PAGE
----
Penny's Reviews > My Sister's Keeper

My Sister's Keeper by Jodi Picoult
Rate this book
Clear rating

by
679025
Anyone who has a kid has probably, at one point or another, battled with them at bedtime. That's what I do, every night. There is much yelling, crying, begging and pleading. It's horrible.

Kid #3 is out like a light, so she's not part of the problem. Kid #2 puts up a good fight, whining and tantrum throwing, but eventually she succumbs to her sleepiness. Kid #1, however... well, she's another story altogether.

At night, she's afraid of everything and feels that if she sleeps something will get her. But she's not invincible, she has to sleep sometime. So after being assured that she's safe, she'll lay down and relax--this can only happen in the master bedroom, because in her mind the master bedroom is safe from everything.

Once she's been lulled into blissful unconsciousness either me or my husband will move her to her room. Typically this goes off without a hitch. But every once in a great while she wakes up and totally freaks out, because she realizes she was tricked. By her own parents, no less. She feels betrayed. She doesn't believe us when we swear that we won't move her again (because we will and she knows it). And so, because of her her general mistrust, her fear of everything, not to mention all the sobbing, she is awake for another couple of hours, at least. The whole situation is very dramatic and it totally sucks.

How does this relate to My Sister's Keeper? It doesn't--not exactly but I do have a point. Let me explain. I spent years avoiding Jody Picoult's books like the plague. They frightened me. I don't know why. Perhaps it's the fact that every woman over thirty can't stop raving about Jody Picoult books, which means they're probably not my 'cuppa tea'. It may even have something to do with the fact that the woman has the ability to crank these insanely thick books out like she's some sort of writing machine from hell. I don't know, it just doesn't seem natural. Besides, no author is capable of writing so fast. At least, no good author can do such a thing, amirite?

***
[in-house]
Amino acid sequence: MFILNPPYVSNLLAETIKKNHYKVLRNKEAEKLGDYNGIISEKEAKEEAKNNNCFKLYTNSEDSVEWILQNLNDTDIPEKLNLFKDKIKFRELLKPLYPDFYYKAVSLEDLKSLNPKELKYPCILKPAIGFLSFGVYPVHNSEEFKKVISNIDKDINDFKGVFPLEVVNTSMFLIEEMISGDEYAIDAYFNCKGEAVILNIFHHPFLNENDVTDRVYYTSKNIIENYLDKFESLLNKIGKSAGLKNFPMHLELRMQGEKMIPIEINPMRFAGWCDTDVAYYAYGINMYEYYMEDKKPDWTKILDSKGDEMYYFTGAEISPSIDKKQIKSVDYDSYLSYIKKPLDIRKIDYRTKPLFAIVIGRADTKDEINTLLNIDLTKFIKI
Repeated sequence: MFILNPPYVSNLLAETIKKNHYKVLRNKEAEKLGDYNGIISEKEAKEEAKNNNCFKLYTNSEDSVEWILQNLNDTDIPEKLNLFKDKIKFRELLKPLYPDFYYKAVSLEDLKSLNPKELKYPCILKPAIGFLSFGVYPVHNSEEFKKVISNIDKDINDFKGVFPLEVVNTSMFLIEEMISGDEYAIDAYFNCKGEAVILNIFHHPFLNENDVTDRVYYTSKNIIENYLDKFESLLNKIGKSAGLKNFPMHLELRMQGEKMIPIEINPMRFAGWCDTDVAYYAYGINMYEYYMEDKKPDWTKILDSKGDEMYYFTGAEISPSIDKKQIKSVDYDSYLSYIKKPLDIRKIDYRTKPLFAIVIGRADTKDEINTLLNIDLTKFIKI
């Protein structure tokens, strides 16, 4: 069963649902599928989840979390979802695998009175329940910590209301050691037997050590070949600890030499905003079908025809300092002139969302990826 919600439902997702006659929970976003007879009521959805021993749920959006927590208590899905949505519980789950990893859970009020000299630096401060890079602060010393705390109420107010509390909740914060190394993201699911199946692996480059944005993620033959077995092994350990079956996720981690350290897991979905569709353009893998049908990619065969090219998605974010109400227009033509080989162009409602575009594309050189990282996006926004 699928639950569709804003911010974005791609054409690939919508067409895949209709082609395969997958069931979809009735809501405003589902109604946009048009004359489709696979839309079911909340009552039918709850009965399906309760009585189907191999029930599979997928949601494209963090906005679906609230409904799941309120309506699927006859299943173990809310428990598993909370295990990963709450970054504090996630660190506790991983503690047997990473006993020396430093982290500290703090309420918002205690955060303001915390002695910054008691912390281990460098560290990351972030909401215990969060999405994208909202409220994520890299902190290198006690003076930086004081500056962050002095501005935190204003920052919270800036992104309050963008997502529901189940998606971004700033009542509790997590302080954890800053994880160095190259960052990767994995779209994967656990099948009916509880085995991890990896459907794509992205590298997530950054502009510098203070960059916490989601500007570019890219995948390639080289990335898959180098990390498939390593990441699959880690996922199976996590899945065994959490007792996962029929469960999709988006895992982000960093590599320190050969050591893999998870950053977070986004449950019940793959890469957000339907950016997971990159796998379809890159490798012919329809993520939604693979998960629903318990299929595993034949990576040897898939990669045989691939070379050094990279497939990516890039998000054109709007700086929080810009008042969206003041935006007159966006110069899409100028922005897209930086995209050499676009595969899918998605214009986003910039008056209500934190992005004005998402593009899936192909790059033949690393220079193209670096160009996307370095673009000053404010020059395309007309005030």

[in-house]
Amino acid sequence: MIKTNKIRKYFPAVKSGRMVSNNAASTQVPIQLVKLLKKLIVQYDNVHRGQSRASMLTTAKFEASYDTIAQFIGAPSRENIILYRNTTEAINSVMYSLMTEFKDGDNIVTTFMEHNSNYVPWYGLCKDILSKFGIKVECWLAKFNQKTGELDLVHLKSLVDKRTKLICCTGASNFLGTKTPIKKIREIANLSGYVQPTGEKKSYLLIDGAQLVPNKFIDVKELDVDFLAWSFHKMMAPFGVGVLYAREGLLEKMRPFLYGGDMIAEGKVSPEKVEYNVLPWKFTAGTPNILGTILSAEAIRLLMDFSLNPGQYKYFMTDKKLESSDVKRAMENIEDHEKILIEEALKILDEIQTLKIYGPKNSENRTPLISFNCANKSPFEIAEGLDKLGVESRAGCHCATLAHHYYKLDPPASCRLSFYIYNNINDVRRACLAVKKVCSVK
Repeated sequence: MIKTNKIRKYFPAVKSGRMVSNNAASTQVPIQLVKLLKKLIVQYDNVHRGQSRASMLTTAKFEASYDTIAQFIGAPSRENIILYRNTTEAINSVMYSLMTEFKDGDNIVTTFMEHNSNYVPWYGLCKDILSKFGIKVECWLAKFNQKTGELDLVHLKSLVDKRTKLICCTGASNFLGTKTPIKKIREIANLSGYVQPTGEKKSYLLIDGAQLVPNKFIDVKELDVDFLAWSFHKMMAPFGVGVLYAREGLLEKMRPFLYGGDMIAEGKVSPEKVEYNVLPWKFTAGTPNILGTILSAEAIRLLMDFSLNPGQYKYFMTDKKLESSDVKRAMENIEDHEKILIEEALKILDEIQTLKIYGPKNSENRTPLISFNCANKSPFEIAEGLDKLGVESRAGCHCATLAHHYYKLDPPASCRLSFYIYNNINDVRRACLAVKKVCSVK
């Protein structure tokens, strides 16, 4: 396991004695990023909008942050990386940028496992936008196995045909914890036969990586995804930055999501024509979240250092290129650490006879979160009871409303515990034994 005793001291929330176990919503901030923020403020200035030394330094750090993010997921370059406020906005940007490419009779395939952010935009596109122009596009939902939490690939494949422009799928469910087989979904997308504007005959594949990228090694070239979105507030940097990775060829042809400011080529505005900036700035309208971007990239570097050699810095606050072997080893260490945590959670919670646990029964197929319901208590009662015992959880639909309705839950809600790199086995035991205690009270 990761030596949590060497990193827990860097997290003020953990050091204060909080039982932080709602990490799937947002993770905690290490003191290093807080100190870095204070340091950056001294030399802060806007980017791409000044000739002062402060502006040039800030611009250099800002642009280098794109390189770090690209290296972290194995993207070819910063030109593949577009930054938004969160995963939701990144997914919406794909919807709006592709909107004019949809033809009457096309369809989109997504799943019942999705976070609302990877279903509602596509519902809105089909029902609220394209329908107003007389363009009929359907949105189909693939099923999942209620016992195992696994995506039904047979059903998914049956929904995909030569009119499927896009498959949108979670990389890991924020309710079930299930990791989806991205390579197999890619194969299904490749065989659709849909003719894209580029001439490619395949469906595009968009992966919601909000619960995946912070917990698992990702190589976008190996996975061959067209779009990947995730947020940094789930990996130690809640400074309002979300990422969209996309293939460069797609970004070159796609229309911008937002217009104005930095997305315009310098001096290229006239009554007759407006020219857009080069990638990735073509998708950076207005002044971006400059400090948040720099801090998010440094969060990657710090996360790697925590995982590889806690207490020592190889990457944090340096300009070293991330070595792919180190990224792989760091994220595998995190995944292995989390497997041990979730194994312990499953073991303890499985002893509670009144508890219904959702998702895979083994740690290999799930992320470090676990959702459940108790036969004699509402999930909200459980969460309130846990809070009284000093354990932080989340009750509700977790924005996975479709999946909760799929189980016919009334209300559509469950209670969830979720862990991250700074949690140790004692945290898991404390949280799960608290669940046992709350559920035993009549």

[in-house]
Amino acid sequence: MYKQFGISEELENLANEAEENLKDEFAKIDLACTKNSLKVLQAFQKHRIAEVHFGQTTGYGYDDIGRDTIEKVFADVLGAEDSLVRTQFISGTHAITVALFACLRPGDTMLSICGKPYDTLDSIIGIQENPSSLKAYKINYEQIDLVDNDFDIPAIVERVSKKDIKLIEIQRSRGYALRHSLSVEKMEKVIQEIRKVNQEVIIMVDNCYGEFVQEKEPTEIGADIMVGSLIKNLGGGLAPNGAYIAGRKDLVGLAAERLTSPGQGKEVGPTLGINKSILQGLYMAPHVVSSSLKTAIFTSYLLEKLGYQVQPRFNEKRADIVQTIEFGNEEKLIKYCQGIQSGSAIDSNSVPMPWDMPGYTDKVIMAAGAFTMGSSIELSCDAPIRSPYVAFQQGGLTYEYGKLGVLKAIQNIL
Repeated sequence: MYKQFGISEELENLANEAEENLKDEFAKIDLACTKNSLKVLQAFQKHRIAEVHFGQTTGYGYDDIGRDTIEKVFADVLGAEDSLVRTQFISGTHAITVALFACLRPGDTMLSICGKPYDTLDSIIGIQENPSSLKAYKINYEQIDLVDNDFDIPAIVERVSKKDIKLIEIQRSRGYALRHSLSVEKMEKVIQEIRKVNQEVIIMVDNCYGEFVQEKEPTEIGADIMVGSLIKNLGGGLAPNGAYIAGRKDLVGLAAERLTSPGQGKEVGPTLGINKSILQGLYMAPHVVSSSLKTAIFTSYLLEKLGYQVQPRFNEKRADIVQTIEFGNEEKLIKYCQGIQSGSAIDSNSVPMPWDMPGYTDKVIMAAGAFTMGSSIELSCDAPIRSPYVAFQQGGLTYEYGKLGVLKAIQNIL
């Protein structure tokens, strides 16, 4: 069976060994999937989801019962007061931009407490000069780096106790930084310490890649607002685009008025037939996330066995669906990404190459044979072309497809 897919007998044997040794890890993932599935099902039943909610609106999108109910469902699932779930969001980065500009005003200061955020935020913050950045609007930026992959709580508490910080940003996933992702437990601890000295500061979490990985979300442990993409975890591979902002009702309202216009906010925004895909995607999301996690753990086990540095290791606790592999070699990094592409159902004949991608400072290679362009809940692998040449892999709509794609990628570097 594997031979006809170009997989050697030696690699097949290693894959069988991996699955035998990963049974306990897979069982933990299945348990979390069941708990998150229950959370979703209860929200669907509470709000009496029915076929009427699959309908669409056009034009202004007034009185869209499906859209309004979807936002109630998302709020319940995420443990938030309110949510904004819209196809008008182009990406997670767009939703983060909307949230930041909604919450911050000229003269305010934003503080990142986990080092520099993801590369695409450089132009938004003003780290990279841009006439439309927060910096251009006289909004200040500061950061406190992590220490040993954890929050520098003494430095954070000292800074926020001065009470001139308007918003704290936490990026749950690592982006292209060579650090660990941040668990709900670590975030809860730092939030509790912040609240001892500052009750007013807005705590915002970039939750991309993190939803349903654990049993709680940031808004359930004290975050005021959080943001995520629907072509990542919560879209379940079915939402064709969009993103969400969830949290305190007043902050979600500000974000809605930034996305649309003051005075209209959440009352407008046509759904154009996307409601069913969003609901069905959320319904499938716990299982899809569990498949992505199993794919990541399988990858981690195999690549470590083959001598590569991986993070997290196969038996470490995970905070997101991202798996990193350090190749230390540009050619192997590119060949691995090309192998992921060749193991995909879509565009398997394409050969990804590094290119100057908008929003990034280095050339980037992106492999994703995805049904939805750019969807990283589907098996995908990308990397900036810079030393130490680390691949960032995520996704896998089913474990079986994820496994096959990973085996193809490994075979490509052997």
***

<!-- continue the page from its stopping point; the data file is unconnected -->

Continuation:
But finally, after being assured that Jody is actually quite talented, that her books are intriguing and worthwhile, I relented and picked up Nineteen Minutes. And you know what? It wasn't horrible. Actually, I kind of liked it. Alright, I admit it--I liked it a lot. It wasn't the best book ever, but it was the sort of book that makes you think, stays with you after you're finished reading it. *shrugs* I happen to like that sort of thing.

So I immediately picked up My Sister's Keeper. And I liked it too. In fact, I was only half way through the book when I was positive I'd be giving it four stars. Sure the sub-plot about the lawyer and the child advocate falling in love was incredibly stupid, but could I blame Jody for throwing it in? No. I'm sure her target audience expects that sort of thing to be in every book they ever read. So I was willing to forgive it. I even forgave all the cheesy cliches.

Because sometimes I'm able to ignore stupid subplots, ridiculous cliches, irritating characters (and by irritating I mean 'so monstrous they deserve to die a horribly drawn-out and painful death'. Yes, I'm talking about the mother in this book), formulaic--that's a word, right?--writing and even the lack of good editing when a story has peaked my interest. It happened when I was reading Twilight and it happened while I was reading this book.

Besides, I'd already come to the conclusion that I'd like this book because I liked Nineteen Minutes. I even had visions of myself adding Jodi Picoult to my list of favorite authors, adding the whole of Jodi Picoult's published works to my TBR list, happily reading said books on the beach over summer break--it was going to be so awesome!